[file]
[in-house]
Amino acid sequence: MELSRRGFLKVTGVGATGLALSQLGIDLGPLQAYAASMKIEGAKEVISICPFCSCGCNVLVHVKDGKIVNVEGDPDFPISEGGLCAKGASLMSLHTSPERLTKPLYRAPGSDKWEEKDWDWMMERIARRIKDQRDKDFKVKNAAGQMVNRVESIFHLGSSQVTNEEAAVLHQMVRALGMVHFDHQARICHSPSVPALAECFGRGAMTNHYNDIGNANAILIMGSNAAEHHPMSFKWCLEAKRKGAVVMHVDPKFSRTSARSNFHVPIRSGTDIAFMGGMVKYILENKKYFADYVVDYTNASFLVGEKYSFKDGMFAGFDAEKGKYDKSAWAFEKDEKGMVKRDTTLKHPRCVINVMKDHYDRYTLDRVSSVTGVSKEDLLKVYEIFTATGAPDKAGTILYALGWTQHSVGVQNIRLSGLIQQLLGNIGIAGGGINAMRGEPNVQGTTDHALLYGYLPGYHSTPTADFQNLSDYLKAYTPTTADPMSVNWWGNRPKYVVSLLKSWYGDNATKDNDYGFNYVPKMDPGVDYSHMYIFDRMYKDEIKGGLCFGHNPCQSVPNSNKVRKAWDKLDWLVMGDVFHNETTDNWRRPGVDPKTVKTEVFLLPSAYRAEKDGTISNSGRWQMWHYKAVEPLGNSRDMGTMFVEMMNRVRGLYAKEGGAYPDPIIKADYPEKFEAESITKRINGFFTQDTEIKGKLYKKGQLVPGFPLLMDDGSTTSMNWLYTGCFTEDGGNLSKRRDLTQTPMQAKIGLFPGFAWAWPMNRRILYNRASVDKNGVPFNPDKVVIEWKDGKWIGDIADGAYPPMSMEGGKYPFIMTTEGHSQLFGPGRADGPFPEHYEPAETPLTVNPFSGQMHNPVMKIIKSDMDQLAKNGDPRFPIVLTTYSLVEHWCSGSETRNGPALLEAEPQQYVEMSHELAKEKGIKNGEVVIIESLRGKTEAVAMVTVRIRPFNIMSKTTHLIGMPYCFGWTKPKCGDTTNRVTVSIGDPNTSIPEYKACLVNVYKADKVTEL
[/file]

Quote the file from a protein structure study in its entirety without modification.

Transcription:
[in-house]
Amino acid sequence: MELSRRGFLKVTGVGATGLALSQLGIDLGPLQAYAASMKIEGAKEVISICPFCSCGCNVLVHVKDGKIVNVEGDPDFPISEGGLCAKGASLMSLHTSPERLTKPLYRAPGSDKWEEKDWDWMMERIARRIKDQRDKDFKVKNAAGQMVNRVESIFHLGSSQVTNEEAAVLHQMVRALGMVHFDHQARICHSPSVPALAECFGRGAMTNHYNDIGNANAILIMGSNAAEHHPMSFKWCLEAKRKGAVVMHVDPKFSRTSARSNFHVPIRSGTDIAFMGGMVKYILENKKYFADYVVDYTNASFLVGEKYSFKDGMFAGFDAEKGKYDKSAWAFEKDEKGMVKRDTTLKHPRCVINVMKDHYDRYTLDRVSSVTGVSKEDLLKVYEIFTATGAPDKAGTILYALGWTQHSVGVQNIRLSGLIQQLLGNIGIAGGGINAMRGEPNVQGTTDHALLYGYLPGYHSTPTADFQNLSDYLKAYTPTTADPMSVNWWGNRPKYVVSLLKSWYGDNATKDNDYGFNYVPKMDPGVDYSHMYIFDRMYKDEIKGGLCFGHNPCQSVPNSNKVRKAWDKLDWLVMGDVFHNETTDNWRRPGVDPKTVKTEVFLLPSAYRAEKDGTISNSGRWQMWHYKAVEPLGNSRDMGTMFVEMMNRVRGLYAKEGGAYPDPIIKADYPEKFEAESITKRINGFFTQDTEIKGKLYKKGQLVPGFPLLMDDGSTTSMNWLYTGCFTEDGGNLSKRRDLTQTPMQAKIGLFPGFAWAWPMNRRILYNRASVDKNGVPFNPDKVVIEWKDGKWIGDIADGAYPPMSMEGGKYPFIMTTEGHSQLFGPGRADGPFPEHYEPAETPLTVNPFSGQMHNPVMKIIKSDMDQLAKNGDPRFPIVLTTYSLVEHWCSGSETRNGPALLEAEPQQYVEMSHELAKEKGIKNGEVVIIESLRGKTEAVAMVTVRIRPFNIMSKTTHLIGMPYCFGWTKPKCGDTTNRVTVSIGDPNTSIPEYKACLVNVYKADKVTEL